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DENR bans new logging permits in second-growth forest

MANILA, Sept. 29 – The Department of Environment and Natural Resources (DENR) said Wednesday it has cordoned off from new logging contracts the country’s second-growth forest.

These are known as “natural forests,” that have replaced primary or “old-growth” forests that once blanketed much of the country’s 12 million hectares of lush tropical forest in the 1960s.

DENR Secretary Ramon JP Paje said in a news briefing he issued Memorandum Order (MO) no. 9 ordering all DENR’s field officers to “stop accepting and processing” all forms of applications for new timber contracts “with logging component in the natural forests.”

The order was issued last August 20, 2010 with a stern warning that “any official who will violate this instruction shall be automatically relieved and charged accordingly.”

It stresses that the move is “consistent with our climate change mitigation” by actively promoting tree plantations in marginal lands from which to source the country’s domestic timber needs.

“On the other hand, establishment of tree plantations and development of idle, denuded and degraded areas shall be encouraged,” said Paje, while stressing that he “will not approve/sign new logging contracts with logging component in the natural forests.”

The Forestry Master Plan recommends the establishment of at least 550,000 hectares of timber plantations for the country to achieve self-sufficiency for its total wood requirements.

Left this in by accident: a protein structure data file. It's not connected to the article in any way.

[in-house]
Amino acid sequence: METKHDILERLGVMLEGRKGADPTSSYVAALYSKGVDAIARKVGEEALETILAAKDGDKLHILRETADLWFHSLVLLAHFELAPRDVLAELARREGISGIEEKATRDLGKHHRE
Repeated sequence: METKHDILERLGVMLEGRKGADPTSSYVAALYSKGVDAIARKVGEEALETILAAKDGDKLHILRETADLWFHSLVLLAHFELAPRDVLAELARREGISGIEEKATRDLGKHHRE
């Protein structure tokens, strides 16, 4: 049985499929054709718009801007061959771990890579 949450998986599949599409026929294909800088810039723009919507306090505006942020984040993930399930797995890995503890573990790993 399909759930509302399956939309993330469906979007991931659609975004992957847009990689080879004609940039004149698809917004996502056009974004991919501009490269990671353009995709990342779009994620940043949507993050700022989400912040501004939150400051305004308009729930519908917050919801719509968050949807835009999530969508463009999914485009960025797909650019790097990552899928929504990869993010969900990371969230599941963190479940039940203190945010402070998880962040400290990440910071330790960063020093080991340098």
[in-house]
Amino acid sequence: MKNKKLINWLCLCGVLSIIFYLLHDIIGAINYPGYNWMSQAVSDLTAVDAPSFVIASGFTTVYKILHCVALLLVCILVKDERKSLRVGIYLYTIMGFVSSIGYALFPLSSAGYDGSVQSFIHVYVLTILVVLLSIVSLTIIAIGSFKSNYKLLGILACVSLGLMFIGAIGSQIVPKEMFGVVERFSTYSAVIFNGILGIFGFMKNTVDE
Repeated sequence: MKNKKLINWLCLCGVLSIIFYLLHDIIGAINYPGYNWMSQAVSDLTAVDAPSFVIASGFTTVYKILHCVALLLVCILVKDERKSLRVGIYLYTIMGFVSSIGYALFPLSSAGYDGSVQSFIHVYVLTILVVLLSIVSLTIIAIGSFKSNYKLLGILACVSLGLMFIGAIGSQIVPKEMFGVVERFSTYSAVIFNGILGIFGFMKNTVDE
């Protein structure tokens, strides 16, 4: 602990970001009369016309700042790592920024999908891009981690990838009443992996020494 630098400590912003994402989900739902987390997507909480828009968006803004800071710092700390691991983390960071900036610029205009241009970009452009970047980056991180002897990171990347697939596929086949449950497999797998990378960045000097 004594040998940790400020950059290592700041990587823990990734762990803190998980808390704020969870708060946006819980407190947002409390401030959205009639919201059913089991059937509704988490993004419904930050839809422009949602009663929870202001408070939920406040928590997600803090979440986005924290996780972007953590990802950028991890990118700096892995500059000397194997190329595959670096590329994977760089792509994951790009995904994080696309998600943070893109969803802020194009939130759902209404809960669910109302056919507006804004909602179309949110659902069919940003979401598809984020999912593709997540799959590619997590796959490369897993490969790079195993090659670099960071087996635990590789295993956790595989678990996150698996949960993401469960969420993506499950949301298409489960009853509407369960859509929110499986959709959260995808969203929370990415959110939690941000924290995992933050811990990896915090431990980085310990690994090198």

While his hands are legally tied to allow the logging contracts in natural forests run its full course, Paje explained the order should remove the pressure from existing old-growth and second-growth forests that are important for the fight against climate change for their excellent capacity to store carbon dioxide.

Paje said existing logging contracts will undergo review and he expects erring holders of DENR-issued timber permits will be trimmed especially those whose concessioned-area include natural forests.

With the passage of the National Integrated Protected Areas Systems (NIPAS) in 1992, the remaining old-growth forest areas have been designated as “protection forests” and logging shifted to residual forests.

Before 1992, logging activities were conducted in old-growth forest and resulted in their transformation to residual or natural forest where forest cover regenerated on their own without human intervention.

Often referred to as “second-growth” forest, regeneration is evident in these areas that the effects of the disturbance are no longer evident.

Results of a 2004 study on country’s Forest Resource Assessment (FRA) showed that old-growth forest, designated for protection purposes, account for some 1,700,050 hectares or 24 percent of the total forest cover of 7,162,560 hectares.

In terms of use, FRA data showed that about 5,462,510 ha or 76 percent is set aside for production purposes with 2,102,942 ha are covered with tenurial instruments some of which involve logging activities within natural forests.

Natural forest, on the other hand, covers about 6,535,368 hectares or 91.2 percent while the plantation forest covers about 627,192 hectares or 8.8 percent. Natural forests and plantation forests, are the primary sources of the country’s wood needs. (PNA)


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